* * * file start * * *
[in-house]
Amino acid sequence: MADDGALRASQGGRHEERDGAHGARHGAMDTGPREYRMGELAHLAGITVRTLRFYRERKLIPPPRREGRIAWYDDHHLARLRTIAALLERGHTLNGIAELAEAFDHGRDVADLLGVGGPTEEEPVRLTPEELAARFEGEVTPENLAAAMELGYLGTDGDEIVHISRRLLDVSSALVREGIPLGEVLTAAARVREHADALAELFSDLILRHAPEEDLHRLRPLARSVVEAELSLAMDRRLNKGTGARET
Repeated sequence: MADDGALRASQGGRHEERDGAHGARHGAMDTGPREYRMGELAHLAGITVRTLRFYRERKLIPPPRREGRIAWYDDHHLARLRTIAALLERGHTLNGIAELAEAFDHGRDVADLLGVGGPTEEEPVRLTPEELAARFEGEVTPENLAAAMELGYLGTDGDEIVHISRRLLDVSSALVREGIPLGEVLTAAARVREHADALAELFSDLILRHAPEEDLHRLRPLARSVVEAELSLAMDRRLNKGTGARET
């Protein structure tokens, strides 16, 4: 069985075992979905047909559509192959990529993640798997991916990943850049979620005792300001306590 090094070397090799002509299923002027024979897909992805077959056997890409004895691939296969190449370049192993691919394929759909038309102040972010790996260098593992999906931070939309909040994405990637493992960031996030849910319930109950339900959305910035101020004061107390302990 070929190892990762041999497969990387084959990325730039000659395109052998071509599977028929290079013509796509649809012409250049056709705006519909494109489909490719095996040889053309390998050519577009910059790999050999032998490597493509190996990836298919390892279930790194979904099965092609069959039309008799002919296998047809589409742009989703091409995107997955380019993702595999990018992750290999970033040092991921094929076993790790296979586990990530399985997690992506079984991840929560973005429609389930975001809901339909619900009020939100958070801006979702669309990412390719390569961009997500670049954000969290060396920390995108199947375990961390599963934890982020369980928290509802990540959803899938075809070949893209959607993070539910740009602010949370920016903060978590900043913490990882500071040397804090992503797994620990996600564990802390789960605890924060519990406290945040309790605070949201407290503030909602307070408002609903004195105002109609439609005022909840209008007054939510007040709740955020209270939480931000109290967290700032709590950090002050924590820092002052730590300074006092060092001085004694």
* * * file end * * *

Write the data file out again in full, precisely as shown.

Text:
[in-house]
Amino acid sequence: MADDGALRASQGGRHEERDGAHGARHGAMDTGPREYRMGELAHLAGITVRTLRFYRERKLIPPPRREGRIAWYDDHHLARLRTIAALLERGHTLNGIAELAEAFDHGRDVADLLGVGGPTEEEPVRLTPEELAARFEGEVTPENLAAAMELGYLGTDGDEIVHISRRLLDVSSALVREGIPLGEVLTAAARVREHADALAELFSDLILRHAPEEDLHRLRPLARSVVEAELSLAMDRRLNKGTGARET
Repeated sequence: MADDGALRASQGGRHEERDGAHGARHGAMDTGPREYRMGELAHLAGITVRTLRFYRERKLIPPPRREGRIAWYDDHHLARLRTIAALLERGHTLNGIAELAEAFDHGRDVADLLGVGGPTEEEPVRLTPEELAARFEGEVTPENLAAAMELGYLGTDGDEIVHISRRLLDVSSALVREGIPLGEVLTAAARVREHADALAELFSDLILRHAPEEDLHRLRPLARSVVEAELSLAMDRRLNKGTGARET
């Protein structure tokens, strides 16, 4: 069985075992979905047909559509192959990529993640798997991916990943850049979620005792300001306590 090094070397090799002509299923002027024979897909992805077959056997890409004895691939296969190449370049192993691919394929759909038309102040972010790996260098593992999906931070939309909040994405990637493992960031996030849910319930109950339900959305910035101020004061107390302990 070929190892990762041999497969990387084959990325730039000659395109052998071509599977028929290079013509796509649809012409250049056709705006519909494109489909490719095996040889053309390998050519577009910059790999050999032998490597493509190996990836298919390892279930790194979904099965092609069959039309008799002919296998047809589409742009989703091409995107997955380019993702595999990018992750290999970033040092991921094929076993790790296979586990990530399985997690992506079984991840929560973005429609389930975001809901339909619900009020939100958070801006979702669309990412390719390569961009997500670049954000969290060396920390995108199947375990961390599963934890982020369980928290509802990540959803899938075809070949893209959607993070539910740009602010949370920016903060978590900043913490990882500071040397804090992503797994620990996600564990802390789960605890924060519990406290945040309790605070949201407290503030909602307070408002609903004195105002109609439609005022909840209008007054939510007040709740955020209270939480931000109290967290700032709590950090002050924590820092002052730590300074006092060092001085004694």